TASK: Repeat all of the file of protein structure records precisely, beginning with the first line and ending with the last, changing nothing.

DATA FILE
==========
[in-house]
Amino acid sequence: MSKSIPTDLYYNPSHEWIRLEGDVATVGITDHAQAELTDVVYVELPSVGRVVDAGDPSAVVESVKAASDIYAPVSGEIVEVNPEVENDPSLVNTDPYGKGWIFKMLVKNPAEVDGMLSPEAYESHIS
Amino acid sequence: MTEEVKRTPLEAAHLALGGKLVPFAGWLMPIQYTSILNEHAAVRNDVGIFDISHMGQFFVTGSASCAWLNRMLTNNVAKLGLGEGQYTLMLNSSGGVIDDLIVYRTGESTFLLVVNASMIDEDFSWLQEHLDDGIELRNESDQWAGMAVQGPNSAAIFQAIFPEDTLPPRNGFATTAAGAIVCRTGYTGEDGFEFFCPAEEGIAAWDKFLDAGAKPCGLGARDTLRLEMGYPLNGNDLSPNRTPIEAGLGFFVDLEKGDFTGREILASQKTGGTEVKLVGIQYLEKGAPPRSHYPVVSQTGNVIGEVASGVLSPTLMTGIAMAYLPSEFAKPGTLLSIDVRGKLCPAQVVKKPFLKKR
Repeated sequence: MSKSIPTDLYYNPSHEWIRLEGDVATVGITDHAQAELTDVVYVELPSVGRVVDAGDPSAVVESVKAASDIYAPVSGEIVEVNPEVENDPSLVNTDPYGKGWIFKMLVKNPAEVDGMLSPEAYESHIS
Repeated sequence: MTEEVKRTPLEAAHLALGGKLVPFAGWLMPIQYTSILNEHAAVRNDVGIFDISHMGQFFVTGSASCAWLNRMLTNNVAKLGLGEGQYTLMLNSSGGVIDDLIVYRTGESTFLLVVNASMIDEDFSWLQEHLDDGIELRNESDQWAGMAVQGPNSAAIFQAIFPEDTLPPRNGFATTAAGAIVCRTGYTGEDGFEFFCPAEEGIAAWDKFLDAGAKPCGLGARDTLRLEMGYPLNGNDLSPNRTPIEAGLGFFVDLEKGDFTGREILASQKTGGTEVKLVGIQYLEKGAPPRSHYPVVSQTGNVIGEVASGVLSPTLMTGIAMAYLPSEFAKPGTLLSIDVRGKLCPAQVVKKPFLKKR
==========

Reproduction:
[in-house]
Amino acid sequence: MSKSIPTDLYYNPSHEWIRLEGDVATVGITDHAQAELTDVVYVELPSVGRVVDAGDPSAVVESVKAASDIYAPVSGEIVEVNPEVENDPSLVNTDPYGKGWIFKMLVKNPAEVDGMLSPEAYESHIS
Amino acid sequence: MTEEVKRTPLEAAHLALGGKLVPFAGWLMPIQYTSILNEHAAVRNDVGIFDISHMGQFFVTGSASCAWLNRMLTNNVAKLGLGEGQYTLMLNSSGGVIDDLIVYRTGESTFLLVVNASMIDEDFSWLQEHLDDGIELRNESDQWAGMAVQGPNSAAIFQAIFPEDTLPPRNGFATTAAGAIVCRTGYTGEDGFEFFCPAEEGIAAWDKFLDAGAKPCGLGARDTLRLEMGYPLNGNDLSPNRTPIEAGLGFFVDLEKGDFTGREILASQKTGGTEVKLVGIQYLEKGAPPRSHYPVVSQTGNVIGEVASGVLSPTLMTGIAMAYLPSEFAKPGTLLSIDVRGKLCPAQVVKKPFLKKR
Repeated sequence: MSKSIPTDLYYNPSHEWIRLEGDVATVGITDHAQAELTDVVYVELPSVGRVVDAGDPSAVVESVKAASDIYAPVSGEIVEVNPEVENDPSLVNTDPYGKGWIFKMLVKNPAEVDGMLSPEAYESHIS
Repeated sequence: MTEEVKRTPLEAAHLALGGKLVPFAGWLMPIQYTSILNEHAAVRNDVGIFDISHMGQFFVTGSASCAWLNRMLTNNVAKLGLGEGQYTLMLNSSGGVIDDLIVYRTGESTFLLVVNASMIDEDFSWLQEHLDDGIELRNESDQWAGMAVQGPNSAAIFQAIFPEDTLPPRNGFATTAAGAIVCRTGYTGEDGFEFFCPAEEGIAAWDKFLDAGAKPCGLGARDTLRLEMGYPLNGNDLSPNRTPIEAGLGFFVDLEKGDFTGREILASQKTGGTEVKLVGIQYLEKGAPPRSHYPVVSQTGNVIGEVASGVLSPTLMTGIAMAYLPSEFAKPGTLLSIDVRGKLCPAQVVKKPFLKKR